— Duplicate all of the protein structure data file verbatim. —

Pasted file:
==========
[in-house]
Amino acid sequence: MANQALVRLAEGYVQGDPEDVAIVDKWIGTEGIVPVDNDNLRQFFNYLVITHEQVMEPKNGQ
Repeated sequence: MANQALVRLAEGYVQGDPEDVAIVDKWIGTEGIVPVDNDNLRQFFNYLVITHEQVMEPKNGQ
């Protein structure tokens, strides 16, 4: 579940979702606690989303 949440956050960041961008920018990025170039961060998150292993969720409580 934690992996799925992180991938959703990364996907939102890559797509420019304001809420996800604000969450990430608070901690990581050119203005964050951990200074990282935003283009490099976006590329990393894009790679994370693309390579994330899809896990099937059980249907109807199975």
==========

[in-house]
Amino acid sequence: MANQALVRLAEGYVQGDPEDVAIVDKWIGTEGIVPVDNDNLRQFFNYLVITHEQVMEPKNGQ
Repeated sequence: MANQALVRLAEGYVQGDPEDVAIVDKWIGTEGIVPVDNDNLRQFFNYLVITHEQVMEPKNGQ
């Protein structure tokens, strides 16, 4: 579940979702606690989303 949440956050960041961008920018990025170039961060998150292993969720409580 934690992996799925992180991938959703990364996907939102890559797509420019304001809420996800604000969450990430608070901690990581050119203005964050951990200074990282935003283009490099976006590329990393894009790679994370693309390579994330899809896990099937059980249907109807199975």